“Once I turned the corner and there were just like ten people sitting in these pop-up chairs,” she says. ” And there’s this guy. He’s brought his grill, his truck, his two dogs, and he had this spread of burgers, hotdogs, chips, drinks, beer, all this stuff. That was one of my most memorable trail magic experiences. ‘Cause you’re so hungry. You’re so tired, and you just round the corner, and all of a sudden there’s a huge buffet waiting for you.”
Trail angels usually bring trashcans and relieve the hikers of their waste, lightening the load and helping clean up sections of the trail. This inspired Burman. It wasn’t a large time commitment but it certainly felt big to the people it helped — something small that made lives better. It stuck with her.
Now that Burman herself is a day-hiker again, she’s grown even more fierce about caring for trails. Hiking, she believes, is a spiritual practice, and part of that practice is keeping nature pure, doing her part to make things better. She works with trail upkeep groups like Keep Nature Wild to support this mission.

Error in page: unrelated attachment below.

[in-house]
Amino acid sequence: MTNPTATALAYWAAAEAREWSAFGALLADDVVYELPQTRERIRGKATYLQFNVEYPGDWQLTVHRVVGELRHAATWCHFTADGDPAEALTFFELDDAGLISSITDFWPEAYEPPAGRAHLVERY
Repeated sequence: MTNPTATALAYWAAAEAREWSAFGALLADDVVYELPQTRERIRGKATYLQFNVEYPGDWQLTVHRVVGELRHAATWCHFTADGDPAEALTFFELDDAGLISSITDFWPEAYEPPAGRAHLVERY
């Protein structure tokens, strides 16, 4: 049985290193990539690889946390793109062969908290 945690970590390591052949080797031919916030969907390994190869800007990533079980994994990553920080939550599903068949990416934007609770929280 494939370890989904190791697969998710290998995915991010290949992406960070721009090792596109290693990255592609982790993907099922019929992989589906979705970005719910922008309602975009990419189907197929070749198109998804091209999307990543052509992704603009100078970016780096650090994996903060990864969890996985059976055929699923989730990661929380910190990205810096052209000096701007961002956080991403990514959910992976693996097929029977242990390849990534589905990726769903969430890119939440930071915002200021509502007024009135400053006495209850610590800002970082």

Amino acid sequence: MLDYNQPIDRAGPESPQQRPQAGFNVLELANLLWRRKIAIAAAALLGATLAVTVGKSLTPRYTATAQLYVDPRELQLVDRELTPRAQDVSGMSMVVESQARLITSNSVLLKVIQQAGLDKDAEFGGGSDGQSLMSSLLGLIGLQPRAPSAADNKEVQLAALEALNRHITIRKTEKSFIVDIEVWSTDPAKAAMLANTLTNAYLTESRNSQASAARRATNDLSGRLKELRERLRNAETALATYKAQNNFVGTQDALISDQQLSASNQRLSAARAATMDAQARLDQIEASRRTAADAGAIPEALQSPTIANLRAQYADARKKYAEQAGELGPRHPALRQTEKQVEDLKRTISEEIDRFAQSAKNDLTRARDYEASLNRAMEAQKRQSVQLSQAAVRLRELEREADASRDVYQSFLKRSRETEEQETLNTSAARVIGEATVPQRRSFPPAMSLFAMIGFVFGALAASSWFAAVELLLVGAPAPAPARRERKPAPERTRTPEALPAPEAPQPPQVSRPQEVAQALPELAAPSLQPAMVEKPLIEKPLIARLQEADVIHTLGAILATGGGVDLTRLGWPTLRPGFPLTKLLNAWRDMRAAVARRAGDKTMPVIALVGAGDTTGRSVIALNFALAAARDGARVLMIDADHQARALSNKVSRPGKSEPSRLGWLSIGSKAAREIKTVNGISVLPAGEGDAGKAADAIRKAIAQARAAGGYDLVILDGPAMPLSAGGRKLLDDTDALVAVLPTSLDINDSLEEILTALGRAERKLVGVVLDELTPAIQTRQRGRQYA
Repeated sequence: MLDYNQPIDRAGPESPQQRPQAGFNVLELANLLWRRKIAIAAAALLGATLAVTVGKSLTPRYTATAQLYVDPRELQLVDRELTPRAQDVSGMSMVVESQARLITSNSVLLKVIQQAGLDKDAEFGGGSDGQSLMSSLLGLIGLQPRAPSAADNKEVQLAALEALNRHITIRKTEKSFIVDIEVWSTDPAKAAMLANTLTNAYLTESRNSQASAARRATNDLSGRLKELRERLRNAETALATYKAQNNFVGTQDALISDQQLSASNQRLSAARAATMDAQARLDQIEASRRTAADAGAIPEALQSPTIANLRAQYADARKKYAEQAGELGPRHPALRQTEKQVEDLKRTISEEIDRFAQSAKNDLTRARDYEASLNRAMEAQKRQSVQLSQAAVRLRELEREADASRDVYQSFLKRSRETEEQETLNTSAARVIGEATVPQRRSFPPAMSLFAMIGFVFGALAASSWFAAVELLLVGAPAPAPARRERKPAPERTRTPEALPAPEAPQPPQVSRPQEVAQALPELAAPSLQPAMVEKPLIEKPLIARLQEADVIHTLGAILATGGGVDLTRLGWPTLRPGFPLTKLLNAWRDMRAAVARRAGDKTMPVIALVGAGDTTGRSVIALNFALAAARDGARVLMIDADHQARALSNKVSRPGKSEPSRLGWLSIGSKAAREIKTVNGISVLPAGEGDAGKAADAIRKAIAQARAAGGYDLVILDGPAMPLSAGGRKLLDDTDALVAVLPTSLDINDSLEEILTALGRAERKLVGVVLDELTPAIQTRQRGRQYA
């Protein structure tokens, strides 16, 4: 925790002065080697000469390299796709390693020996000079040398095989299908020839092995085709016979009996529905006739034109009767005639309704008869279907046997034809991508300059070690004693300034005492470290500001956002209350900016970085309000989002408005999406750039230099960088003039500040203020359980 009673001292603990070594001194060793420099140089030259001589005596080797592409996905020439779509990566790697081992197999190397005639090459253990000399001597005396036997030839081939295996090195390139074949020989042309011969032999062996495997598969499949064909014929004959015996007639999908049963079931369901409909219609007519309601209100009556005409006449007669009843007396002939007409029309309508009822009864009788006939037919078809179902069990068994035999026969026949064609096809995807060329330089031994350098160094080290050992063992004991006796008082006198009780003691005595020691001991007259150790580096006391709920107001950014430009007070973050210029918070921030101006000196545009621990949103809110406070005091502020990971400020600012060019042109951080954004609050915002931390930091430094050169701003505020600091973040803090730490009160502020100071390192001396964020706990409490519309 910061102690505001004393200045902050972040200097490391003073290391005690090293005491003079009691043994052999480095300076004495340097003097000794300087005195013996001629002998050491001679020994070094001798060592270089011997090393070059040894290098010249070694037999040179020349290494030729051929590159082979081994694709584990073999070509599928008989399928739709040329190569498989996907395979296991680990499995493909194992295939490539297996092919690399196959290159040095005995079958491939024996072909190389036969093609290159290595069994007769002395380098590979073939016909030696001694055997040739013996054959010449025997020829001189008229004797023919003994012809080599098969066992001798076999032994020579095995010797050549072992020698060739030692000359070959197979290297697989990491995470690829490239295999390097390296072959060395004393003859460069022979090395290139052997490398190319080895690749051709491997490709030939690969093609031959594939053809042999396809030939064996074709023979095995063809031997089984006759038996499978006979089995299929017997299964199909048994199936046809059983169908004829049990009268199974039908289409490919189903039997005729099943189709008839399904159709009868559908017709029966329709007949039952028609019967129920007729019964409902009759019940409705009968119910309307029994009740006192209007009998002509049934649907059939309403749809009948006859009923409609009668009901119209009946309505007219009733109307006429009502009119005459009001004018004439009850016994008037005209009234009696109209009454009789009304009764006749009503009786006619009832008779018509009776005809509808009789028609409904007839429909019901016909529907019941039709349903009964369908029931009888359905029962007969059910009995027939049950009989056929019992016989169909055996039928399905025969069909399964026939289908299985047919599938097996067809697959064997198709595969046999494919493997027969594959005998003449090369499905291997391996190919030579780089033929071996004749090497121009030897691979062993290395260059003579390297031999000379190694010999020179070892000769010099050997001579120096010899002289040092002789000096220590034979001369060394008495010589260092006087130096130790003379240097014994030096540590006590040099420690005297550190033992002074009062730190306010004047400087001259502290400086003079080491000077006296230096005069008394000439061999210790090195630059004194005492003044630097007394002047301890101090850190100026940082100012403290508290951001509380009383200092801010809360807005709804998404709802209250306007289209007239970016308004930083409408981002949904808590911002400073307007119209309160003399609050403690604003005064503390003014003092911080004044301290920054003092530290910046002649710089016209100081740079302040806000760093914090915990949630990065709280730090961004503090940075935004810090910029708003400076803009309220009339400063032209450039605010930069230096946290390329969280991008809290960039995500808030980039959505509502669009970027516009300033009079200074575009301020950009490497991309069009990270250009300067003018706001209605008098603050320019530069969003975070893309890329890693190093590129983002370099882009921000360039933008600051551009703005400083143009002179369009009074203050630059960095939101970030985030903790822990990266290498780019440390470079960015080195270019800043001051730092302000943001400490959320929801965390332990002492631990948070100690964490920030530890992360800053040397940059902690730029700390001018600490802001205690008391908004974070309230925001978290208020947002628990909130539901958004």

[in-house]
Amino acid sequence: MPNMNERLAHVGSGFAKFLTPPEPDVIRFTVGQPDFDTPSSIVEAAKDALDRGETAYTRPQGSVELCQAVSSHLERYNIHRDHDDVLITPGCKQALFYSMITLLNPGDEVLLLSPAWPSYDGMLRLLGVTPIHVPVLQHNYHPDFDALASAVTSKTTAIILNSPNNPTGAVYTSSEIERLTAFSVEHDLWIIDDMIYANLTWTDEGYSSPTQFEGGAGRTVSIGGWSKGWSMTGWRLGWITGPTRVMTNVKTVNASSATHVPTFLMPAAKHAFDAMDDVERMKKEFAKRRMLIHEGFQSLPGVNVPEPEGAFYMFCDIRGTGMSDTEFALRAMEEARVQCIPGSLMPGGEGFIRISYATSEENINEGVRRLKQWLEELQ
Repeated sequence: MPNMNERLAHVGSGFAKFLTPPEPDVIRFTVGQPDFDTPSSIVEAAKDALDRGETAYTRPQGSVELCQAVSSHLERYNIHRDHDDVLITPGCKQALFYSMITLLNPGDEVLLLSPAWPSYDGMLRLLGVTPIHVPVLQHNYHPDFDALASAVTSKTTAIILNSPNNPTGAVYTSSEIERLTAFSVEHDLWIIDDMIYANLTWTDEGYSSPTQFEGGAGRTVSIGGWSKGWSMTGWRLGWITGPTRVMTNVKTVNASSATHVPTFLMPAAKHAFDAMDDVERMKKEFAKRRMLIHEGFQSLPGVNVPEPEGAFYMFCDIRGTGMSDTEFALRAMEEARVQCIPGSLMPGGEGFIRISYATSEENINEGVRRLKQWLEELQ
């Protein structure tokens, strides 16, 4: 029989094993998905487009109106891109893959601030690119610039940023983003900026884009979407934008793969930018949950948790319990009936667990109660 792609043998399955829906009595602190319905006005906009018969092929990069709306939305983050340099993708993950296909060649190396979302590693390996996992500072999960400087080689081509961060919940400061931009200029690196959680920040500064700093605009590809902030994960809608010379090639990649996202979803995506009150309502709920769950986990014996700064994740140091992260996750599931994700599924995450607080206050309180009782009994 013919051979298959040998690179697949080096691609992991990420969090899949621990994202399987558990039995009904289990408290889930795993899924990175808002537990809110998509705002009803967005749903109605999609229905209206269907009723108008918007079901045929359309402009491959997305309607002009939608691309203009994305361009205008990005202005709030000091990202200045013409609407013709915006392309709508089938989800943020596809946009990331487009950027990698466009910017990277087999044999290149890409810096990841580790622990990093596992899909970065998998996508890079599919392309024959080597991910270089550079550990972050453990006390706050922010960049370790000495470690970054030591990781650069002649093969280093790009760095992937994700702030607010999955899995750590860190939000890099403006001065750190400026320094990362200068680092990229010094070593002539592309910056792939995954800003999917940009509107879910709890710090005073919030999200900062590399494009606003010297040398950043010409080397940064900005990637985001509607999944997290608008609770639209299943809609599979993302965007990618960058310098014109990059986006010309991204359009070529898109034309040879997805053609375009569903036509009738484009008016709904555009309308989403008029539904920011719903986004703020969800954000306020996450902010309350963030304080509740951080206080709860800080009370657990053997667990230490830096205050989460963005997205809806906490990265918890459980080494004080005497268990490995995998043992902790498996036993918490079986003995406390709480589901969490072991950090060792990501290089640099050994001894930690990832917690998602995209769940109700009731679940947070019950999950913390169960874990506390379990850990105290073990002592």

“Anyone can be an ambassador for them if you just go out into your local community and you clean up,” she says. “What you learn after the trail is that success is much less about the claim to fame and more about the slow and steady process.”
This is the philosophy Burman tries to implement in her life daily, carrying metal straws in her car and inviting friends for trail cleanups. She believes that the process of saying yes over and over again — like each successive step on the Appalachian Trail — is the same attitude that creates widespread ecological change. You just have to put one foot in front of the other.
“It’s easy to feel like, the world’s so big, and it’s already so destroyed,” Burman says. “But our parents’ generation really, they were like the Tupperware generation, they didn’t know what we know. Our generation knows — which means we have to change the culture. When I feel myself disengaging, I just think of that — it’s up to me, it’s up to me to use this titanium straw, to clean up trails. Because we do know, and there’s no excuse.”